Hit refresh. The site linked below, created by Philip Wang, a software engineer at Uber, uses research by chip designer Nvidia to create an endless stream of fake portraits. The algorithm behind it is trained on a huge dataset of real images, then uses a type of neural network known as a generative adversarial network (or GAN)to fabricate new examples.
A team from UC Berkeley created a short video and paper displaying the following:
We propose a method to transfer motion between human subjects in different videos. Given two videos – one of a target person whose appearance we wish to synthesize, and the other of a source subject whose motion we wish to impose onto our target person – we transfer motion between these subjects via an end to end pixel-based pipeline.
>>> Everybody Dance Now, paper
Remember that period of time when you would have to explain to someone what the Internet was. Now imagine having to explain that you, yes you, created the Internet. Amazing. In memory of Lawrence Roberts.
What a joke. You spend that kind of money you’d expect it to not to be structurally sound. C’mon!
Researchers at Purdue University have created a new plastic material that can reliably conduct electicity in enviroments up to 220 degrees Celsius (428 F).
Most impressive about this new material isn’t its ability to conduct electricity in extreme temperatures, but that its performance doesn’t seem to change. Usually, the performance of electronics depends on temperature – think about how fast your laptop would work in your climate-controlled office versus the Arizona desert. The performance of these new polymer blend remains stable across a wide temperature range.
Extreme-temperature electronics might be useful for scientists in Antarctica or travelers wandering the Sahara, but they’re also critical to the functioning of cars and planes everywhere. In a moving vehicle, the exhaust is so hot that sensors can’t be too close and fuel consumption must be monitored remotely. If sensors could be directly attached to the exhaust, operators would get a more accurate reading. This is especially important for aircraft, which have hundreds of thousands of sensors.
“A lot of applications are limited by the fact that these plastics will break down at high temperatures, and this could be a way to change that,” said Brett Savoie, a professor of chemical engineering at Purdue. “Solar cells, transistors and sensors all need to tolerate large temperature changes in many applications, so dealing with stability issues at high temperatures is really critical for polymer-based electronics.”
The day robots fly is a day I won’t fly, but at least that day’s not tomorrow.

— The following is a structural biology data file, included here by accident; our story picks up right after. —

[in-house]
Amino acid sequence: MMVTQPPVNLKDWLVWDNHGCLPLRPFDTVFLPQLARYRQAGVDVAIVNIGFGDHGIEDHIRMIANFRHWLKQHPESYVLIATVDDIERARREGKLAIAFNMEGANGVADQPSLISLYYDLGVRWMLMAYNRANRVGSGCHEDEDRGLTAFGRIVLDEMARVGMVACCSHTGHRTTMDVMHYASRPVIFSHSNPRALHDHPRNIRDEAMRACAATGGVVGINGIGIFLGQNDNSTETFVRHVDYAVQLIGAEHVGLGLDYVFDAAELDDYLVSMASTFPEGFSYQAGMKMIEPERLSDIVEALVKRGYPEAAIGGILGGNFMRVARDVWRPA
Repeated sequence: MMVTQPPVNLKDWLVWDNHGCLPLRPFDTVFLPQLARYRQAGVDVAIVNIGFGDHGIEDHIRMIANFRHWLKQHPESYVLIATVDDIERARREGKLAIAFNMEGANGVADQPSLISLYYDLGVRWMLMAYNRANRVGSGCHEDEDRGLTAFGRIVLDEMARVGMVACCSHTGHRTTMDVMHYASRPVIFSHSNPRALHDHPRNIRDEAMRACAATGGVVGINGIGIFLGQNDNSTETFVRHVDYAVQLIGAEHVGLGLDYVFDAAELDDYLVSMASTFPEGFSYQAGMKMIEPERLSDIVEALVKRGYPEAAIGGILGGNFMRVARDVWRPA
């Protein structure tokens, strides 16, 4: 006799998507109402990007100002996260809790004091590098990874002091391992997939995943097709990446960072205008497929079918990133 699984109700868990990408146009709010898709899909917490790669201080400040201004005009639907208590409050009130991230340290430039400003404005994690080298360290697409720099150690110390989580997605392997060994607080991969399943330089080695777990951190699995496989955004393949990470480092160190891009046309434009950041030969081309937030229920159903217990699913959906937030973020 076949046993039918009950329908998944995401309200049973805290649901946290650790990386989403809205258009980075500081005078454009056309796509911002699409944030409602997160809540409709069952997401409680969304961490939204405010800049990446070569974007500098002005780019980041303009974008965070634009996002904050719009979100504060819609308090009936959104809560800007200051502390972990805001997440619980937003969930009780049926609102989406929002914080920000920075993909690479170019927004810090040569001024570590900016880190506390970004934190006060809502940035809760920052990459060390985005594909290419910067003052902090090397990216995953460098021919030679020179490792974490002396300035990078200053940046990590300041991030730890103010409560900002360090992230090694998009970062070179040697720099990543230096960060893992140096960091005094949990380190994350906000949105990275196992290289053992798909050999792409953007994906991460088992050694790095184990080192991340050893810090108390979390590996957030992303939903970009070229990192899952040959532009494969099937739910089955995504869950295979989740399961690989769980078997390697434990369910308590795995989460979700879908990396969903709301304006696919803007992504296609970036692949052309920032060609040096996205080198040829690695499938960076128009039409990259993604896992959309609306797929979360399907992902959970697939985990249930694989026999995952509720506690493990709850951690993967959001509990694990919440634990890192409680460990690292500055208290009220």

Will Knight for the MIT Technology Review:
Developed by chipmaker Nvidia, the software won’t just make life easier for software developers. It could also be used to auto-generate virtual environments for virtual reality or for teaching self-driving cars and robots about the world.
“We can create new sketches that have never been seen before and render those,” says Bryan Cantazaro, vice president of applied deep learning at Nvidia. “We’re actually teaching the model how to draw based on real video.”
Nvidia’s researchers used a standard machine learning approach to identify different objects in a video scene: cars, trees, buildings, and so forth. The team then used what’s known as a generative adversarial network, or GAN, to train a computer to fill the outline of objects with realistic 3D imagery.
Software developers can also use this.
Cantazaro says the approach could lower the barrier for game design. Besides rendering whole scenes the approach could be used to add a real person to a video game after feeding on a few minutes of video footage of them in real life. He suggests that the approach could also help render realistic settings for virtual reality, or to provide synthetic training data for autonomous vehicles or robots. “You can’t realistically get real training data for every situation that might pop up,” he says. The work was announced today at NeurIPS, a major AI conference in Montreal, Canada.
The cars portion is the most exciting for me because as autonomous cars become more prevalent, we’ll need better imaging and better ways to move these cars about.
Tristian Greene for The Next Web:
A team of scientists from Cornell University recently published research indicating they’d successfully replicated proprioception in a soft robot. Today, this means they’ve taught a piece of wriggly foam how to understand the position of its body and how external forces (like gravity or Jason Vorhees’ machete) are acting upon it.
The researchers accomplished this by replicating an organic nervous system using a network of fiber optics cables. In theory, this is an approach that could eventually be applied to humanoid robots – perhaps connecting external sensors to the fiber network and transmitting sensation to the machine’s processor – but it’s not quite there yet.
The penalty for ESPN’s failure to adapt has been severe. Disney’s recent earnings revealed that ESPN lost another 2 million regular viewers this year. And while ESPN still has 86 million regular viewers, that’s a 14 million regular viewer dip from the 100 million regular viewers it enjoyed in 2011. Those 14 million lost users generated around $1.44 billion per year for the “worldwide leader in sports,” which is still saddled with the severe costs of set redesigns and sports licensing contracts the company struck while it was busy not seeing the massive locomotive of market change bearing down upon it.
Adapt or die, cord cutting at it’s finest.